The Sun Herald, Biloxi, Miss., 02-17-06
Q: I'm thinking of taking omega-3 fatty acids (as in fish oil) to reduce my cholesterol. How large a dose can be safely taken and what are the side effects? Also, are omega-3-6 fatty acids something different?
A: Fish oil supplements contain the omega-3 fatty acids EPA and DHA.
Fish oils from supplements or dietary sources can reduce triglycerides by 20-50 percent, as well as provide other heart-healthy benefits.
Studies have used triglycerides-lowering doses of 1 to 4 grams (1,000 mg to 4,000 mg) daily.
You mentioned cholesterol, but fish oil has little effect on LDL cholesterol (the bad kind), other than perhaps pushing it up a bit if you have high triglycerides to begin with, though this effect seems to be temporary.
A possible benefit is that long-term intake of fish oil might nudge up your HDL cholesterol (the good kind).
Fish oil supplements are generally safe and well-tolerated at doses of 3 grams or less daily.
Nausea, heartburn, or loose stools occasionally occur. Taking the capsules with meals may help.
There's some concern that fish oil at higher doses (e.g., more than 3 grams daily) might blunt the immune response. That could be a problem for elderly individuals and those with suppressed immune function related to medications or diseases such as HIV infection.
Doses greater than 3 grams daily can thin the blood? Combining fish oil supplements with other blood-thinning drugs or supplements merits caution due to the potential risk of excessive bleeding.
Such drugs include aspirin, NSAIDs (e.g., ibuprofen, naproxen), clopidogrel (Plavix), dalteparin (Fragmin), enoxaparin (Lovenox), and warfarin (Coumadin).
Supplements include angelica, clove, danshen, garlic, ginger, ginkgo, Panax ginseng, red clover, turmeric, willow, flaxseed oil, phosphatidylserine, policosanol, and high-dose vitamin E.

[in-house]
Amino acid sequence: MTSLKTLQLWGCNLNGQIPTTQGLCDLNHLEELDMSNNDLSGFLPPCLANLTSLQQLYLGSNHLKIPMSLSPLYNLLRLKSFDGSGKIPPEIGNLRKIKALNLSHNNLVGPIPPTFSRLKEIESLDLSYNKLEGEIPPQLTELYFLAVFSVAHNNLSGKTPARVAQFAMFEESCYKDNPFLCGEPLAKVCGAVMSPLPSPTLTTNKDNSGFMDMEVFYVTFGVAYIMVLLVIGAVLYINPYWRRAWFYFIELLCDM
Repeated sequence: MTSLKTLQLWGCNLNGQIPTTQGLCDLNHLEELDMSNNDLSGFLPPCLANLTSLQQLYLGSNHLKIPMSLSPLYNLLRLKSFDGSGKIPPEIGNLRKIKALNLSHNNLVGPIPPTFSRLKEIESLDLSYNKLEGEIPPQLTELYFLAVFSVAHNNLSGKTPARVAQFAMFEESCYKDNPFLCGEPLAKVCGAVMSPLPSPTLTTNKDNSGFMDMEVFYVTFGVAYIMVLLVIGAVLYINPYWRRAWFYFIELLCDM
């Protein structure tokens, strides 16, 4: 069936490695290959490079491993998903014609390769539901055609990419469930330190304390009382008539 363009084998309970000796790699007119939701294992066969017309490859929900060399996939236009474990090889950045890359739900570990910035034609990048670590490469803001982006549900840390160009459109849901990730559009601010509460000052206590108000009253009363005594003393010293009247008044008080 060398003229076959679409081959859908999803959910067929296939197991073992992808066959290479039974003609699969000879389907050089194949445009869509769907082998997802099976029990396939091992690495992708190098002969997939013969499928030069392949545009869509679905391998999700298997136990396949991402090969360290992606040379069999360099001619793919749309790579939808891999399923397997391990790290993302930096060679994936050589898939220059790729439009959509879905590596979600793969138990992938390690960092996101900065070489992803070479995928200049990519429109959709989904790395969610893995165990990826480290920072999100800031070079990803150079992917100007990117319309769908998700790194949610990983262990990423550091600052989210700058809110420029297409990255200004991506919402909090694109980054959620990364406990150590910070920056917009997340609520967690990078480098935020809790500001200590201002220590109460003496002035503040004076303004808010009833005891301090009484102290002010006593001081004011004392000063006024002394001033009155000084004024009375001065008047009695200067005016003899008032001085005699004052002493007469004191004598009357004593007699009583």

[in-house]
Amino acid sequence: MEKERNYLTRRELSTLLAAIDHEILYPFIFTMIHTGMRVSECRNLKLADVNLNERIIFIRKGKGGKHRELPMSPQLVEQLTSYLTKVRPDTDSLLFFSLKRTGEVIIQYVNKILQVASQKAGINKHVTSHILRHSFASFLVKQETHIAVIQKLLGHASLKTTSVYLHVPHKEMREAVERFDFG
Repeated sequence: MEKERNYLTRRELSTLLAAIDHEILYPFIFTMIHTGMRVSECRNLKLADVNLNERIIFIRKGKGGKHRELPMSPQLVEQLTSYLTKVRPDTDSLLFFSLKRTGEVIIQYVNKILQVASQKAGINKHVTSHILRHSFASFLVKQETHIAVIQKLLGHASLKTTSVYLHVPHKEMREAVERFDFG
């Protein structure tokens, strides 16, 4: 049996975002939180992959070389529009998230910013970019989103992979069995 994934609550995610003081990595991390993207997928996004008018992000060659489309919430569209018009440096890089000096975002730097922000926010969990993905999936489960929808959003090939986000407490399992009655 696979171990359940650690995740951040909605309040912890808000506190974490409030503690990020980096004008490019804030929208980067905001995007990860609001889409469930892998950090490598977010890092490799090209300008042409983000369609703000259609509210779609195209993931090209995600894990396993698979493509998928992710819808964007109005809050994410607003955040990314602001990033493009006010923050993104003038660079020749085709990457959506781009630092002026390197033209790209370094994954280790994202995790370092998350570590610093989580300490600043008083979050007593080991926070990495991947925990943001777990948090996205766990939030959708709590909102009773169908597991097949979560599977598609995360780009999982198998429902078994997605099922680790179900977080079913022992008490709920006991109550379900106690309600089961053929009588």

One sign of abnormal bleeding is unusual bruising. Other signs are nosebleeds, coughed up blood that resembles coffee grounds, and black or tarry stools.
As to your other question: "Omega-3-6" fatty acids likely refers to flaxseed oil supplements, which contain both an omega-3 fatty acid (alpha-linolenic acid) and an omega-6 fatty acid (linoleic acid).
The body can convert the omega-3 fatty acid in flaxseed oil to EPA and DHA (as in fish oil) in limited amounts.
Keep in mind that flaxseed oil does not appear to lower triglycerides, so it's not a substitute for fish oil in this respect.
Copies of my columns on fish oil and cinnamon are posted online (myweb.cableone.net/rharkn/index.htm).
Q: My 85-year-old dad, your faithful reader, asked me to relay a question. He takes one teaspoonful of mineral oil morning and night for constipation relief. One of his doctors told him it could decrease absorption of nutrients. Would you comment, please?
A: Chronic use of mineral oil can indeed cause malabsorption of fat-soluble vitamins (vitamins A, D, E and K). Another concern is that, if the oil is aspirated (goes down the windpipe into the lungs), serious lung complications can develop. His doctor might wish to suggest a different way to remedy his constipation. I appreciate that your dad is a regular reader.
February is American Heart Month. The idea is make people more aware of heart disease and ways to prevent this leading cause of death in both men and women. Special emphasis is on the "Go Red for Women" campaign sponsored by the American Heart Association (goredforwomen.org/about-the-movement/index.html).
(Richard Harkness is a consultant pharmacist, natural medicines specialist, and author of eight published books. Write him at 1224 King Henry Drive, Ocean Springs, MS 39564; or firstname.lastname@example.org. Selected questions will be used in the column.)